West Coast are set to press for a tightening of service agreements with WAFL clubs, raising the possibility that listed players could be shifted to a new club if they were being denied a senior game.
Chief executive Trevor Nisbett confirmed that his club wanted talks on the agreement, but stressed that improving the rules was a "two-way" issue and that the move was not related to the push from West Coast and Fremantle to have reserves teams in the WAFL.
"We know that we will be operating under the same system in 2012 so we just have to tighten that system up a bit," he said.
Under existing rules a player can, by negotiation between the WAFL club and his AFL club, be moved if he is being denied senior opportunity.
That has happened in recent seasons to Fremantle squad members Casey Sibosado (Claremont to Perth) and Ben Bucovaz (Claremont to East Fremantle), but West Coast squad members Anton Hamp, Jeremy McGovern and Lewis Broome (who was de-listed at the end of the season) struggled for opportunities in the strong Tigers senior line-up this year.
WAFL clubs had traditionally been more reluctant to part company with players developed through their junior zone.
"We need to be more prescriptive about where the guy plays and who he plays with," Nisbett said. "I have no doubt that will be looked at over the pre-season.
"It is not just a one-way thing either. We have spoken to a number of WAFL clubs who have told us that the communication coming to them over player availability certainly needs to be better as well.
"Our relationship with WAFL clubs has generally been pretty good but you do need your players playing senior football so you can have another look at them.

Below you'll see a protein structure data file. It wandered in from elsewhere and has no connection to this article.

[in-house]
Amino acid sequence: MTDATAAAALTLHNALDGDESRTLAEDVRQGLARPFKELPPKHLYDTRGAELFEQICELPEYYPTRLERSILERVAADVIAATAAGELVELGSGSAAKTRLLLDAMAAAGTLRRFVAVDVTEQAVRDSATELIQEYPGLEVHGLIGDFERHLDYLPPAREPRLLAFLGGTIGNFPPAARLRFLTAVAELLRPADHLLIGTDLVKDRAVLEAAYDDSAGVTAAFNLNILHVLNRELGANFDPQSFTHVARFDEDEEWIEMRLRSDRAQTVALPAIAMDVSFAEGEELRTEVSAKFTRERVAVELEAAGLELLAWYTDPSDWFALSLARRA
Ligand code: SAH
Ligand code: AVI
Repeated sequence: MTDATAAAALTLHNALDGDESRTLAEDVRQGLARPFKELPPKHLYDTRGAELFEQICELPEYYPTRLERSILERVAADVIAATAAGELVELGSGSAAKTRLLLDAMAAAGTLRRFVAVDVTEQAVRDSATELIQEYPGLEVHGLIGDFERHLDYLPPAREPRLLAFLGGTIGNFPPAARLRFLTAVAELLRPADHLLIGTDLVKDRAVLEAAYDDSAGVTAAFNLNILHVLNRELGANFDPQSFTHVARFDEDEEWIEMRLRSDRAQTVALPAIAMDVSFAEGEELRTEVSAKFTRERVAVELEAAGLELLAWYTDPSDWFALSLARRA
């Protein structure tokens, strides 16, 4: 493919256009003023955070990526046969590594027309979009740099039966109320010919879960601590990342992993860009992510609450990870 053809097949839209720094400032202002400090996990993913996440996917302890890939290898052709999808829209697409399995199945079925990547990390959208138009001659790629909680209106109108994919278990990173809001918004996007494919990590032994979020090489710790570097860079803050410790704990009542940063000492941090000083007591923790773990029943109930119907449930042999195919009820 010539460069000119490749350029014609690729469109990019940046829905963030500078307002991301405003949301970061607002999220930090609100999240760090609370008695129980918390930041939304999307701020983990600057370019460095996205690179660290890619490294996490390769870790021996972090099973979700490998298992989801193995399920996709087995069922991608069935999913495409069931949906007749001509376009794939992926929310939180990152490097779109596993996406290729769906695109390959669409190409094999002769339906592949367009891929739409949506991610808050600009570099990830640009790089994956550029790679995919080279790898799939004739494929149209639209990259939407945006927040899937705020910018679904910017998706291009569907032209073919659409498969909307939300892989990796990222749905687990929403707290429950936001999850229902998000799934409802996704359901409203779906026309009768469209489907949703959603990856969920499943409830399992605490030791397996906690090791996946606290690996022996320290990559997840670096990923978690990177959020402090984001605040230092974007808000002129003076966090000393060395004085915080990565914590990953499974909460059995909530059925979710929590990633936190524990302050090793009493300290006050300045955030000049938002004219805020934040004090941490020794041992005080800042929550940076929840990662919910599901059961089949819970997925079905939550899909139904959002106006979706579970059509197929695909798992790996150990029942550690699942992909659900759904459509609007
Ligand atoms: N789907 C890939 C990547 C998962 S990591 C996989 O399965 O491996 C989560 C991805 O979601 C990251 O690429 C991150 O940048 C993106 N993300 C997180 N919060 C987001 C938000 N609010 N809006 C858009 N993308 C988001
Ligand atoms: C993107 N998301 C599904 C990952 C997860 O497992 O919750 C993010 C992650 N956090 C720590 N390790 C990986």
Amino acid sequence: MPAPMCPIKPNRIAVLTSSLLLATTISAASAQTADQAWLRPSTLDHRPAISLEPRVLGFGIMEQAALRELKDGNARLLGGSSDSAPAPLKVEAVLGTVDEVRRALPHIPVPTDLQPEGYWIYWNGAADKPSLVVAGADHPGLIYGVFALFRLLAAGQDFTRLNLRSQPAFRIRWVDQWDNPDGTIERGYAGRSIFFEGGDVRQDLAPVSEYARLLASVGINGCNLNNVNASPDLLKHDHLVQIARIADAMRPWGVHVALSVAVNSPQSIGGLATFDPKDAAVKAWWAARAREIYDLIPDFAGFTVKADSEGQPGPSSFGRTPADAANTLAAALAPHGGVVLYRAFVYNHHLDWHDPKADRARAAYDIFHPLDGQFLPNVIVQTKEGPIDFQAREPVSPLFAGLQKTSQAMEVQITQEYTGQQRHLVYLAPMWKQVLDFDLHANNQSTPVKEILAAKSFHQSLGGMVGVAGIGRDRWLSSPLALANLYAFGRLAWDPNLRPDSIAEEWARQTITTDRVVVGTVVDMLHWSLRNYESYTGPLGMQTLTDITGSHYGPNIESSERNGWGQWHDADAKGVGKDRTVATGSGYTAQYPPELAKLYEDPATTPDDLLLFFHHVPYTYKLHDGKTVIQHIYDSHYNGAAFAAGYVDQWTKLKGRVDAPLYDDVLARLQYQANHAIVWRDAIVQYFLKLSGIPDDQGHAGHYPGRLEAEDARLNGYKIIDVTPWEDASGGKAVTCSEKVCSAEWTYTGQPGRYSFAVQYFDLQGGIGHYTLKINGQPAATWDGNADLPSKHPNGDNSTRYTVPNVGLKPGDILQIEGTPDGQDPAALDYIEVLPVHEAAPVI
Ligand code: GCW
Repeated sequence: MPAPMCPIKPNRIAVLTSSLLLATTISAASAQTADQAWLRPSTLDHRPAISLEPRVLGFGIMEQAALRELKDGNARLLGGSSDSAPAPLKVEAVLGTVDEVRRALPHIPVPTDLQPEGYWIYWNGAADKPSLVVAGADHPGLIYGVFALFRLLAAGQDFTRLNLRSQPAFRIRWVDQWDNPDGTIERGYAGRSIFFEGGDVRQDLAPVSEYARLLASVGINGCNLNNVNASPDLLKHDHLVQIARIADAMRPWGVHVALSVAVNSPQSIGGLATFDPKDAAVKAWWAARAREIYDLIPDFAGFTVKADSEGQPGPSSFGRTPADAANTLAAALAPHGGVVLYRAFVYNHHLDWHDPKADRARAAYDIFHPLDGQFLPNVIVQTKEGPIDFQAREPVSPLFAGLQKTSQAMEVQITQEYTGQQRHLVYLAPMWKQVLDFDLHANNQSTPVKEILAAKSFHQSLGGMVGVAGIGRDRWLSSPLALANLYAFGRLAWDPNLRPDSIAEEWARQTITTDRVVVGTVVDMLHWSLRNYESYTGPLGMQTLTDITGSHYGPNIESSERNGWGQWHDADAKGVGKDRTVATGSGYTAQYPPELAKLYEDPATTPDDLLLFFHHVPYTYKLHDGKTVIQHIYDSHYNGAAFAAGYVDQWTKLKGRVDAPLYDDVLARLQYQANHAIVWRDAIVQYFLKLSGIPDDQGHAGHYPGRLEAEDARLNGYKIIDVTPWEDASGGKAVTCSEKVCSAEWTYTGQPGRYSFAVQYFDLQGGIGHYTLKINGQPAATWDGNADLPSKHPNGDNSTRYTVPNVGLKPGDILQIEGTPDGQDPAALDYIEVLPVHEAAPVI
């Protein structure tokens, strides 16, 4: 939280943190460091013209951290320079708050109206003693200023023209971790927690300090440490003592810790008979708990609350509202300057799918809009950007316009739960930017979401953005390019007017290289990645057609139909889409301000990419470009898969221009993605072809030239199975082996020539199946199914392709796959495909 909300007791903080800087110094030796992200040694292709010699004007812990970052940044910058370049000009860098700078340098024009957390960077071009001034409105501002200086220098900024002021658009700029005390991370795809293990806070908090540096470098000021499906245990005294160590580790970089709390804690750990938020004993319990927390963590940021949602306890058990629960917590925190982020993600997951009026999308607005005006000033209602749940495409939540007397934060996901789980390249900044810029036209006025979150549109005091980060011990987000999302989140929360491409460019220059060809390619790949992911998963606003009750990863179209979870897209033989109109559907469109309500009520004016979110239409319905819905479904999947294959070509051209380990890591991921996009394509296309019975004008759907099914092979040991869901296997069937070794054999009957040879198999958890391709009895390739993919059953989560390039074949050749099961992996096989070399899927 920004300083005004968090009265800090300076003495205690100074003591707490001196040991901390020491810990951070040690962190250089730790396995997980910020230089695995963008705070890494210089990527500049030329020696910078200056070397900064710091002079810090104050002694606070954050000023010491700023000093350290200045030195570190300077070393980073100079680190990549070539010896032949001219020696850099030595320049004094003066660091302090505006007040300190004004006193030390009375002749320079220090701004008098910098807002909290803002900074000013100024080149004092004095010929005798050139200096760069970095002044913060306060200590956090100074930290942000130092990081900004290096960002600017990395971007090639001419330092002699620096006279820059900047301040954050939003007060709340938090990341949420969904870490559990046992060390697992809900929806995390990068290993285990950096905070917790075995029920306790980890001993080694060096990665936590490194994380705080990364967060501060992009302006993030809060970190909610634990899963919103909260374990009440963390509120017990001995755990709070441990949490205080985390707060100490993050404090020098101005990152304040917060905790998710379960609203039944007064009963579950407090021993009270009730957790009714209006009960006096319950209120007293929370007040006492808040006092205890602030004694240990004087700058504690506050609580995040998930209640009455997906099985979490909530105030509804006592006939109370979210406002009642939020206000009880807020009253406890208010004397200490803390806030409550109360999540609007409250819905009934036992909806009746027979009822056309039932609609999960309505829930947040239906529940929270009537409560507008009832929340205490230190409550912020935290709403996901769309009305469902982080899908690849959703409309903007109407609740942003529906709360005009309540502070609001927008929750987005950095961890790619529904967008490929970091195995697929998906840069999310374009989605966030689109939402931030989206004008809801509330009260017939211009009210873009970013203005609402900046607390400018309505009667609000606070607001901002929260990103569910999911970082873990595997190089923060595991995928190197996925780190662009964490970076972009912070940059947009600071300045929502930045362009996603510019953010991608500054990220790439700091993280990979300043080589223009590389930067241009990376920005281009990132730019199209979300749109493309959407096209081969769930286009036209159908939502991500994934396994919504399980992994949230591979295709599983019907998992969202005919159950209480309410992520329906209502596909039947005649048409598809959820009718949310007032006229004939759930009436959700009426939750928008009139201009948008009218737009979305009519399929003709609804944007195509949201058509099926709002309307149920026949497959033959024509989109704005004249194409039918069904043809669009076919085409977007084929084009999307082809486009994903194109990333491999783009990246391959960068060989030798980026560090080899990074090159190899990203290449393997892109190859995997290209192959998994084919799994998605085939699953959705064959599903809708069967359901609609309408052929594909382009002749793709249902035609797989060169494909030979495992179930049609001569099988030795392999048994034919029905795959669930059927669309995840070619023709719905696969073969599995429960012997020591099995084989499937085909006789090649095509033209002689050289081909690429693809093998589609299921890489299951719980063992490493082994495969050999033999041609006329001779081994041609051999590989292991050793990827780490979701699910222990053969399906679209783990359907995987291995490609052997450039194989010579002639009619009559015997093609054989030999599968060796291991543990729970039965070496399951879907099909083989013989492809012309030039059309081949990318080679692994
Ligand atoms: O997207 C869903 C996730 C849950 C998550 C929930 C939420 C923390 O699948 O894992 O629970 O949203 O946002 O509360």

"With young Jeremy McGovern and Anton Hamp at Claremont for example, our expectation would be that they be given the opportunity to play regular senior footy and we would certainly talk to Claremont about that."
Both AFL clubs remain hopeful they will get their own reserves teams by 2013, but WAFL clubs remain opposed to full participation. The only reserves team proposal to get any support to date would see WAFL clubs face the AFL reserves teams during their bye.
West Australian Football Commission chief executive Wayne Bradshaw said he had heard that West Coast wanted some changes.
"If they want to talk to us we are always open to review on what the agreements are," he said. "There are often negotiations on how things might be handled better."
Fremantle chief executive Steve Rosich said he wasn't aware of the Eagles proposal but stressed both AFL clubs had to work constantly to make sure that the development systems for their players were as good as they could be and most other clubs had either reserves team or host club arrangements.